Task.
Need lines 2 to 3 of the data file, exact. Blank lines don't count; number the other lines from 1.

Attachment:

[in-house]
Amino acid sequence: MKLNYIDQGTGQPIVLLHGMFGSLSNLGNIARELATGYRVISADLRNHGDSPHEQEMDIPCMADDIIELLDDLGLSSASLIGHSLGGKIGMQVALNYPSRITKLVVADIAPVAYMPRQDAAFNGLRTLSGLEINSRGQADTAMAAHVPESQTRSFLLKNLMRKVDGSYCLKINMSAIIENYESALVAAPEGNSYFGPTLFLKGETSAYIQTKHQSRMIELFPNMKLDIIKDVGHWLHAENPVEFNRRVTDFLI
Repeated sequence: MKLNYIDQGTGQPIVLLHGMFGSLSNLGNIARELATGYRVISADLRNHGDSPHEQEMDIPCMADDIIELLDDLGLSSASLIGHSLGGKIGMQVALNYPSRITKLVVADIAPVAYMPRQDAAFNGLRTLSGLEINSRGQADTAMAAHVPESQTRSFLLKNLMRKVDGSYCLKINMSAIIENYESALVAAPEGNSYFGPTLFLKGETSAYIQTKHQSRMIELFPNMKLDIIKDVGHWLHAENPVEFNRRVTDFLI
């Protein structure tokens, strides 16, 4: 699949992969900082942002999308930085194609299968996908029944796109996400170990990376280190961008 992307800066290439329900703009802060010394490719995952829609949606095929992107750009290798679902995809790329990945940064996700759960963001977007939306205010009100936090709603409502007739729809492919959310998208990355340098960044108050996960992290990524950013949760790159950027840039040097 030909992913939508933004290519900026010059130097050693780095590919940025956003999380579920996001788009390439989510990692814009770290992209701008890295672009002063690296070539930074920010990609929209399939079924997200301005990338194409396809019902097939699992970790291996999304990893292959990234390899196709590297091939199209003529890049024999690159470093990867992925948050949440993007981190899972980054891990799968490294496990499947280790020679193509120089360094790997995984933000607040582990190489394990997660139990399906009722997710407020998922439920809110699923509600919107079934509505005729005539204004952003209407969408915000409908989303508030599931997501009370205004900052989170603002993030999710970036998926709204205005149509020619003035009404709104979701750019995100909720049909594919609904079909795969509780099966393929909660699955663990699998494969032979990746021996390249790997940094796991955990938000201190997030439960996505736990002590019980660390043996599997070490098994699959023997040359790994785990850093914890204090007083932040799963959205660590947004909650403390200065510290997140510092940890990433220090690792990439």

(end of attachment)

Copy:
Amino acid sequence: MKLNYIDQGTGQPIVLLHGMFGSLSNLGNIARELATGYRVISADLRNHGDSPHEQEMDIPCMADDIIELLDDLGLSSASLIGHSLGGKIGMQVALNYPSRITKLVVADIAPVAYMPRQDAAFNGLRTLSGLEINSRGQADTAMAAHVPESQTRSFLLKNLMRKVDGSYCLKINMSAIIENYESALVAAPEGNSYFGPTLFLKGETSAYIQTKHQSRMIELFPNMKLDIIKDVGHWLHAENPVEFNRRVTDFLI
Repeated sequence: MKLNYIDQGTGQPIVLLHGMFGSLSNLGNIARELATGYRVISADLRNHGDSPHEQEMDIPCMADDIIELLDDLGLSSASLIGHSLGGKIGMQVALNYPSRITKLVVADIAPVAYMPRQDAAFNGLRTLSGLEINSRGQADTAMAAHVPESQTRSFLLKNLMRKVDGSYCLKINMSAIIENYESALVAAPEGNSYFGPTLFLKGETSAYIQTKHQSRMIELFPNMKLDIIKDVGHWLHAENPVEFNRRVTDFLI